Digital assets and estate planning

Jan 10, 2023 | Estate Planning, Wealth

We all know that having a Will to protect our life’s assets is crucial, but what about our virtual life? Is our online presence classed as an asset? It most definitely can be!

Known as “digital assets”, what you store online can take many forms, and often have no expiry date. So, what happens to your digital property when you die?

There actually is a thing called “digital estate planning”. Just like a Will, a digital estate plan can help your family to find, access, value, and appropriately distribute or take care of your virtual assets after your death. In many cases, it can form part of your Will.

What are digital assets?

Digital assets can include any data, internet accounts or rights you may have in the digital world. Data may be stored on your computer hard drive, on removable media, or more often it is stored remotely “in the cloud” so you can access it online.

Digital assets can include personal and business data, intellectual property rights, or online accounts, and be held in:

  • Cloud storage facilities,
  • Online accounting services,
  • Email accounts,
  • Social networks,
  • Blogs,
  • Videos,
  • Photos,
  • Web domains and hosted websites,
  • Shopping and business accounts.

Intellectual property rights to photos, music, movies, literary works, websites, computer code, or any creative works you have produced and stored, can also be classed as digital assets.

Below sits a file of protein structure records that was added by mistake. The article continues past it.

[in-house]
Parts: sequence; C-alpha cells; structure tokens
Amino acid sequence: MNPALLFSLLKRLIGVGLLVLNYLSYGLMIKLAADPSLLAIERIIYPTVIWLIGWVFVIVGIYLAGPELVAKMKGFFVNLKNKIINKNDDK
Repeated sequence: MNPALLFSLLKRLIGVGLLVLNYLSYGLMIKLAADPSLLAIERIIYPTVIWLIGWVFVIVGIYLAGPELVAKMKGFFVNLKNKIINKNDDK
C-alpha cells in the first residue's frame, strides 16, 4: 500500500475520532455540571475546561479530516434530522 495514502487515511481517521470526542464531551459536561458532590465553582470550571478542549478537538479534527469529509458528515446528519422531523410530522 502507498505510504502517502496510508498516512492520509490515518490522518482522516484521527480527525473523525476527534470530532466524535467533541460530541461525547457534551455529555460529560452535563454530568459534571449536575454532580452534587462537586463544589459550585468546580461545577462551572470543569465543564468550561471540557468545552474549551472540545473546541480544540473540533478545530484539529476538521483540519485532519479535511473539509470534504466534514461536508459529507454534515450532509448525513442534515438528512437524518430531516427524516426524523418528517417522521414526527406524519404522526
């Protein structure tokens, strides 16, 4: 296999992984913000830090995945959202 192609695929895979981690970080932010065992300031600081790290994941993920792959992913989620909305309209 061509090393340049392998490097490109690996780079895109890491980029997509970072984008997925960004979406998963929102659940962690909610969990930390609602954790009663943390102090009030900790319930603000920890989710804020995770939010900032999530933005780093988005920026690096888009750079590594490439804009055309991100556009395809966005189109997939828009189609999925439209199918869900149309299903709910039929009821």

Understandably, your loved ones may not be aware of all of your virtual assets. Even if they know of their existence, digital property is often password-protected, and many companies have privacy regulations restricting them from allowing access to accounts to anyone but the owner without a legal battle.

Why do I need a plan for my digital assets?

Creating a digital estate plan (or including it in your Will) can provide numerous benefits.

  • Photos, videos, literary works, songs, and other memorabilia that may be of value to your loved ones can be accessed and distributed as per your wishes, including any future royalties associated with your creations.
  • If you are the owner of a domain and website, recording your access codes will ensure the domain name does not expire, and the website can be updated after your death.
  • Social networking sites and email accounts can be accessed and closed as per each provider’s terms. Your entire circle of friends can also be easily contacted by your family to notify your passing.
  • If you own an online business, providing access details to a trusted person will ensure it continues to operate until your full Will is executed.
  • If your family is aware of your virtual assets, but cannot access them, a digital estate plan can eliminate the need for excessive probate and potential litigation.

How do I start?

If this has made you realise how valuable your virtual life is, sit down and make a list of your digital assets, including where they’re held and how they can be accessed. It’s important to store usernames and passwords in separate places to minimise the risk of theft.

Then choose someone you trust with this confidential information, and who is up to the task of following your instructions.

Don’t leave it another moment.

Do you have a question?

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